A post hoc sample size calculation suggested that the sample size is adequate in order to detect an increase in the risk of substance use disorder as small as twice among primary educated participants compared to those with a college degree. The alpha value and power were set at 0.05 (two sided) and 80% respectively. To measure the adjusted association of each independent variable with the risk of substance use disorder, multiple logistic regression was applied. All variables were entered in to a multivariate logistic regression model using stepwise forward variable selection strategy. The modeling procedure was started after collinearity between the independent variables was measured using variance inflation factor index (VIF). The cut point for VIF was set at 10. SPSS version 19 is used for analysis of data.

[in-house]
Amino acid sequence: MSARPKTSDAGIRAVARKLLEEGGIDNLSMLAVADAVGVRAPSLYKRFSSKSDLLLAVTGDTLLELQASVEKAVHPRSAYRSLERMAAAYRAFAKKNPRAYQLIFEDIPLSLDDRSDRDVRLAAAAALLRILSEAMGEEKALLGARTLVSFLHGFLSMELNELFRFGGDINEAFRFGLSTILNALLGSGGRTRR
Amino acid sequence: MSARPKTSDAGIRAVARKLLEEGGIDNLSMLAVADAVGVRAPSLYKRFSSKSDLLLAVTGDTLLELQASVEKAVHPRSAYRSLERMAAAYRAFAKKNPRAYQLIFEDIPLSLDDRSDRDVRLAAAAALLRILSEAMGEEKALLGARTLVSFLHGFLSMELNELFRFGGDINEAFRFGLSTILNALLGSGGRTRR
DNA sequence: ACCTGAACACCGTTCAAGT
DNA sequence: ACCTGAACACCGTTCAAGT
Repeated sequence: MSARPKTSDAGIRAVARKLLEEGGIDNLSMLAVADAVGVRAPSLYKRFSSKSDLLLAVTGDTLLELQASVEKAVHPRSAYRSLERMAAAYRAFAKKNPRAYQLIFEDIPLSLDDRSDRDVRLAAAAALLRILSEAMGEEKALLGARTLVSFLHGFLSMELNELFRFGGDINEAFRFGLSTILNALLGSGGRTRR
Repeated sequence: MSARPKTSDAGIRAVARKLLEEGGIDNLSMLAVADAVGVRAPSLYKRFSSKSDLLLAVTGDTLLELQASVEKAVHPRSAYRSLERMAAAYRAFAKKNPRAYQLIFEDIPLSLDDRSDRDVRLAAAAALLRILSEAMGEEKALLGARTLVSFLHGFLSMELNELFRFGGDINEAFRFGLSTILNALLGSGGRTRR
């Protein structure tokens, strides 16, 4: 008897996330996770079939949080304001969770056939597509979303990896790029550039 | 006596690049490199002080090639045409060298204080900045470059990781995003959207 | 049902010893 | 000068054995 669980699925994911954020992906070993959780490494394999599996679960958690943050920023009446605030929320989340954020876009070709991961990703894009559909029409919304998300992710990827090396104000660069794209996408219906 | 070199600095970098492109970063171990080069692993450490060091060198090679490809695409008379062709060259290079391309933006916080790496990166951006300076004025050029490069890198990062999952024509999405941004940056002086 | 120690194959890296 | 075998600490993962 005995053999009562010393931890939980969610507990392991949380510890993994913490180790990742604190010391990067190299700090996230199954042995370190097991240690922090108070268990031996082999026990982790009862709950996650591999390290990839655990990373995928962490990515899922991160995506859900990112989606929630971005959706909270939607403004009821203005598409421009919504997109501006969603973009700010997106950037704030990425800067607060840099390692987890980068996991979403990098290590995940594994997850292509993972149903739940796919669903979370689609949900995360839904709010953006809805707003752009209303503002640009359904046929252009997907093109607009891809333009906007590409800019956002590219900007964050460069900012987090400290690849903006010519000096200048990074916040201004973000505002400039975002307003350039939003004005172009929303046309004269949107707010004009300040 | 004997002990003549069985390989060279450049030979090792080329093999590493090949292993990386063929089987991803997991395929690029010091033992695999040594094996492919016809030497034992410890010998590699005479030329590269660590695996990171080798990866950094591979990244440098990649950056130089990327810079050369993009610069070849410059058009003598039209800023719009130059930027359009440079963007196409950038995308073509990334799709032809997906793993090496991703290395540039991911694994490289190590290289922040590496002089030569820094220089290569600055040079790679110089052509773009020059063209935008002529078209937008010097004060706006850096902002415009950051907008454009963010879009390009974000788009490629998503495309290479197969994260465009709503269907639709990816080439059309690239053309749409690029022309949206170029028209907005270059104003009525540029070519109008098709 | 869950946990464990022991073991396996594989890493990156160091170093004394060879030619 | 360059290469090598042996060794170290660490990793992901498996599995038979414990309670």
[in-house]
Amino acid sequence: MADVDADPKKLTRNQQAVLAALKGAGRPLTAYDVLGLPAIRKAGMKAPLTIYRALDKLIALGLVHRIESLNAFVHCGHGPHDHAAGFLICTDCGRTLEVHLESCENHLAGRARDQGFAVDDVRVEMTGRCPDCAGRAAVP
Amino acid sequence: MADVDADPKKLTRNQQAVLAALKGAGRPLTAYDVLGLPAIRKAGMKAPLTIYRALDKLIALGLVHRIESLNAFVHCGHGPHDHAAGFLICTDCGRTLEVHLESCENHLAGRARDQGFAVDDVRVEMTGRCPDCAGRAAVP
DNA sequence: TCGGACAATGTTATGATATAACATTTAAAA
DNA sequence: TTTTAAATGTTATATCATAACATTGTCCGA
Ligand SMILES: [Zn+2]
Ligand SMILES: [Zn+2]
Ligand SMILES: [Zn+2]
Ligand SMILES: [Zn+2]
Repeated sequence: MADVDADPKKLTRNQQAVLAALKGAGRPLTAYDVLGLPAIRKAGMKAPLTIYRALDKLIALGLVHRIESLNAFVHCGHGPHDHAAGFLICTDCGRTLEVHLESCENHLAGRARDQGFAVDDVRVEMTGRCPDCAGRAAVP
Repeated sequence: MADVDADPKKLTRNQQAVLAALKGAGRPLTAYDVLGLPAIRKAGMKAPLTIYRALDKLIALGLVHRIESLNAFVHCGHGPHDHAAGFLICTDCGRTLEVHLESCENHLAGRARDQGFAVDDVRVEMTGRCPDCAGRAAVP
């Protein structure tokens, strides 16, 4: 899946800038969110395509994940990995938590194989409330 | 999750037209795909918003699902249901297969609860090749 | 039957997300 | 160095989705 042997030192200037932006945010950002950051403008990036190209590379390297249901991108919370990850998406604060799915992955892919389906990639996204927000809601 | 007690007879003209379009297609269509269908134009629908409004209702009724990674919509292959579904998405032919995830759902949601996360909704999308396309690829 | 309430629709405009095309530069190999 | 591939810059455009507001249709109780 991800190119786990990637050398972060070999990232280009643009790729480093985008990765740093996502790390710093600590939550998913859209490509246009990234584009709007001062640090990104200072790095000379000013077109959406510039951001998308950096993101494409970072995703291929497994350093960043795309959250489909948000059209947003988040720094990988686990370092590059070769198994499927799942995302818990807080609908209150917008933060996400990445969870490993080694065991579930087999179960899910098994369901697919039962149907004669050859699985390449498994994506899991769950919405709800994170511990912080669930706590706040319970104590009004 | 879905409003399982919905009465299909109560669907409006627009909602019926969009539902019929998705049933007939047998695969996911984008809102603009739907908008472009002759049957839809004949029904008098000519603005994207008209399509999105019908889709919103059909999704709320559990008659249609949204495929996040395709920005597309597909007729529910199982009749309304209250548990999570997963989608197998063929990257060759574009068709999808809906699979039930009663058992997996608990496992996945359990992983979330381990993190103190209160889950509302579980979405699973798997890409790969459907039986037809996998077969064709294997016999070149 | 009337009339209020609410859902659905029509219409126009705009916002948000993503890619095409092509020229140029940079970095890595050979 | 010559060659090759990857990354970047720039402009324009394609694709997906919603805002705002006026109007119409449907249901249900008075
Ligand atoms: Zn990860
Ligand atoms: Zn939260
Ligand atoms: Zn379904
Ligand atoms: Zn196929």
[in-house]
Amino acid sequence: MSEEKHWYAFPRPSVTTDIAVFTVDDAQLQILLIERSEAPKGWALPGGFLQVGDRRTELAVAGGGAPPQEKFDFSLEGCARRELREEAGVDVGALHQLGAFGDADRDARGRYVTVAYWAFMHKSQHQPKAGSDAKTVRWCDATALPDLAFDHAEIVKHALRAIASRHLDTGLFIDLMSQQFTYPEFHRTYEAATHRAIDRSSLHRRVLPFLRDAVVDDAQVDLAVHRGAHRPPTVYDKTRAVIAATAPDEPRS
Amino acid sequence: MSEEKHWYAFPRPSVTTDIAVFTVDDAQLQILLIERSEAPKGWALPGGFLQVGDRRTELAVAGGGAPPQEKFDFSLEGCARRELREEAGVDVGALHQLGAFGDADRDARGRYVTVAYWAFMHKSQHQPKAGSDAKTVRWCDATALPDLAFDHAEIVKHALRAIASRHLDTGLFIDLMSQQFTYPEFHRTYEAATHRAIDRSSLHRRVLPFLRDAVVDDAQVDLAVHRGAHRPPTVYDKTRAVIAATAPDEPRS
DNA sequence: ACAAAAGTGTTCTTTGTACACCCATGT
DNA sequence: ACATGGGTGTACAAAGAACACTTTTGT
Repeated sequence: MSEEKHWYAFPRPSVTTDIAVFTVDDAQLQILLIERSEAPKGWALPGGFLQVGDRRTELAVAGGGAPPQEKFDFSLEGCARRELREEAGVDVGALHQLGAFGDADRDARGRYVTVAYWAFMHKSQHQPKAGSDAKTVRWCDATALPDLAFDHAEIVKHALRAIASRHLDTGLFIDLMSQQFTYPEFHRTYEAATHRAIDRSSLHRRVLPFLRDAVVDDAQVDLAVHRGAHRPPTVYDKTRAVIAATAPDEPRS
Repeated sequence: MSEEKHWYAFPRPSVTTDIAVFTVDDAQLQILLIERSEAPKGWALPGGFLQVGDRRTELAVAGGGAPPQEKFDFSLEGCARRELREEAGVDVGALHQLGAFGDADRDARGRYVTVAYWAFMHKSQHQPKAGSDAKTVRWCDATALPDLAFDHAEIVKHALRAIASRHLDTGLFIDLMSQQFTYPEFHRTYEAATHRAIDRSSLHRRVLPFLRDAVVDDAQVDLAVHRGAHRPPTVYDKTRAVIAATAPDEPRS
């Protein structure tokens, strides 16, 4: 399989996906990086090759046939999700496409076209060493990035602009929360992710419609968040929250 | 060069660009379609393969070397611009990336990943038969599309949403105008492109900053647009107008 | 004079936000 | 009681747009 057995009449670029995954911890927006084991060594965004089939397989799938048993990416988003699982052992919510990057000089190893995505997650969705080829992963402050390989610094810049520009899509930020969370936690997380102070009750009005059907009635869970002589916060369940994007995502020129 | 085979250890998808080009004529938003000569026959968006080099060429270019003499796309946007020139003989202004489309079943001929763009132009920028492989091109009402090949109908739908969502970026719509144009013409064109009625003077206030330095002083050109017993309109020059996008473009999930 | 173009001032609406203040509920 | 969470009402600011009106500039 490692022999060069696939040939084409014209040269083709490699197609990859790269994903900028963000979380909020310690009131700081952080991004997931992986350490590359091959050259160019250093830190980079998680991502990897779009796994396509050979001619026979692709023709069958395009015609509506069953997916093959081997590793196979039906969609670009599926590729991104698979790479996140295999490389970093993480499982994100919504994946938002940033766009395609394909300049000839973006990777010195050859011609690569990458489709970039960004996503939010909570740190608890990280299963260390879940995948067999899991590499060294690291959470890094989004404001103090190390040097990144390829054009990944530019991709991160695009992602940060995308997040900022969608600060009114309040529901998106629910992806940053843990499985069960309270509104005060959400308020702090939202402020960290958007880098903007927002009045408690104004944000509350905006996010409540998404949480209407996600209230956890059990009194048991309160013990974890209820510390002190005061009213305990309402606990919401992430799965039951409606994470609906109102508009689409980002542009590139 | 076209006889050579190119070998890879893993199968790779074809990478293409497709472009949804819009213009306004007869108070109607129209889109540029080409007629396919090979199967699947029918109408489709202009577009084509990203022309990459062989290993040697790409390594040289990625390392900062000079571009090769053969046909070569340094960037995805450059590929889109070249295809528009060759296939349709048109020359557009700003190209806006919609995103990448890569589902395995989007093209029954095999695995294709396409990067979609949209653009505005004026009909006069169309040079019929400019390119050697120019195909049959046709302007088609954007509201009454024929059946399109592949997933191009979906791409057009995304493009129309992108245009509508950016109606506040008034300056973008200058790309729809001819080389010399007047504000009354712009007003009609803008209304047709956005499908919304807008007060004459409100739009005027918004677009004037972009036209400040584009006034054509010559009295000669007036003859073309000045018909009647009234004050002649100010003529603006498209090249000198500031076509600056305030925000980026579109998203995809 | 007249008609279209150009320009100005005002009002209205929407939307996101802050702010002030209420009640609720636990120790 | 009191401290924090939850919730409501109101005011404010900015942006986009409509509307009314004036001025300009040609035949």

The demographic and clinical characteristics of addicted and non-addicted participants are compared and presented in Table 1. Compared to the control group, participants in the case group had on average fewer sisters (2.75 ± 1.67 among addicted and 3.13 ± 1.82 among control participants, p = 0.01), had lower levels of education (57.80% of cases had not completed the compulsory education compared to 19.80% among controls, p < 0.001), failed during compulsory education (51.03% among cases compared to 33.17% among controls, p < 001), and had a history of smoking before substance use disorder (82.34% among cases compared to 15.58% among controls, p < 0.001).